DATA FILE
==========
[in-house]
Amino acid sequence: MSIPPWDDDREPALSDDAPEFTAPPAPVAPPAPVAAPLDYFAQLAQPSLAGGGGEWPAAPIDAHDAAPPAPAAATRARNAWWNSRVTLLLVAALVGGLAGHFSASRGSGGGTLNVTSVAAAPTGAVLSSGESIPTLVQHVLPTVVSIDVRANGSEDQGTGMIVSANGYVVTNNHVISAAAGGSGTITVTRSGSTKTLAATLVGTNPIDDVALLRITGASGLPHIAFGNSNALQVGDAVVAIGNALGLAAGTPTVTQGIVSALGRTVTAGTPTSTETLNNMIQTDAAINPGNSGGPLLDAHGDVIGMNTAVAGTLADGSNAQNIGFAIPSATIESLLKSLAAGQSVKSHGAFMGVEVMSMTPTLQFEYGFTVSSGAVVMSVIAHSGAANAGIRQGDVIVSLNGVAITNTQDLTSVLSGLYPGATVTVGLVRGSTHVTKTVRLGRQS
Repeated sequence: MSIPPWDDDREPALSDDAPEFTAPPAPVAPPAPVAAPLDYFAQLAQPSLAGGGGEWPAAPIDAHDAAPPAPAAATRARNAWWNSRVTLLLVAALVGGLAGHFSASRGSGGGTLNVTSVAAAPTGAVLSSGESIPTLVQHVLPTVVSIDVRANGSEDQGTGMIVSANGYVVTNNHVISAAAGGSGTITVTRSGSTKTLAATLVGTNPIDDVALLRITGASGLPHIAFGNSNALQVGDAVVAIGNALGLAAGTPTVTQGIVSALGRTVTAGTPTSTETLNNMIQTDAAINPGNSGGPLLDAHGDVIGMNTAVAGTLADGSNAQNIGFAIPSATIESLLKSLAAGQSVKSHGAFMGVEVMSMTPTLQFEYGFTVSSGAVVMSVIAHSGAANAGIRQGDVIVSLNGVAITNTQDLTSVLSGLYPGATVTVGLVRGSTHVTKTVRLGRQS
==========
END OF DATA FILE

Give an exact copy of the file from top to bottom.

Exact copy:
[in-house]
Amino acid sequence: MSIPPWDDDREPALSDDAPEFTAPPAPVAPPAPVAAPLDYFAQLAQPSLAGGGGEWPAAPIDAHDAAPPAPAAATRARNAWWNSRVTLLLVAALVGGLAGHFSASRGSGGGTLNVTSVAAAPTGAVLSSGESIPTLVQHVLPTVVSIDVRANGSEDQGTGMIVSANGYVVTNNHVISAAAGGSGTITVTRSGSTKTLAATLVGTNPIDDVALLRITGASGLPHIAFGNSNALQVGDAVVAIGNALGLAAGTPTVTQGIVSALGRTVTAGTPTSTETLNNMIQTDAAINPGNSGGPLLDAHGDVIGMNTAVAGTLADGSNAQNIGFAIPSATIESLLKSLAAGQSVKSHGAFMGVEVMSMTPTLQFEYGFTVSSGAVVMSVIAHSGAANAGIRQGDVIVSLNGVAITNTQDLTSVLSGLYPGATVTVGLVRGSTHVTKTVRLGRQS
Repeated sequence: MSIPPWDDDREPALSDDAPEFTAPPAPVAPPAPVAAPLDYFAQLAQPSLAGGGGEWPAAPIDAHDAAPPAPAAATRARNAWWNSRVTLLLVAALVGGLAGHFSASRGSGGGTLNVTSVAAAPTGAVLSSGESIPTLVQHVLPTVVSIDVRANGSEDQGTGMIVSANGYVVTNNHVISAAAGGSGTITVTRSGSTKTLAATLVGTNPIDDVALLRITGASGLPHIAFGNSNALQVGDAVVAIGNALGLAAGTPTVTQGIVSALGRTVTAGTPTSTETLNNMIQTDAAINPGNSGGPLLDAHGDVIGMNTAVAGTLADGSNAQNIGFAIPSATIESLLKSLAAGQSVKSHGAFMGVEVMSMTPTLQFEYGFTVSSGAVVMSVIAHSGAANAGIRQGDVIVSLNGVAITNTQDLTSVLSGLYPGATVTVGLVRGSTHVTKTVRLGRQS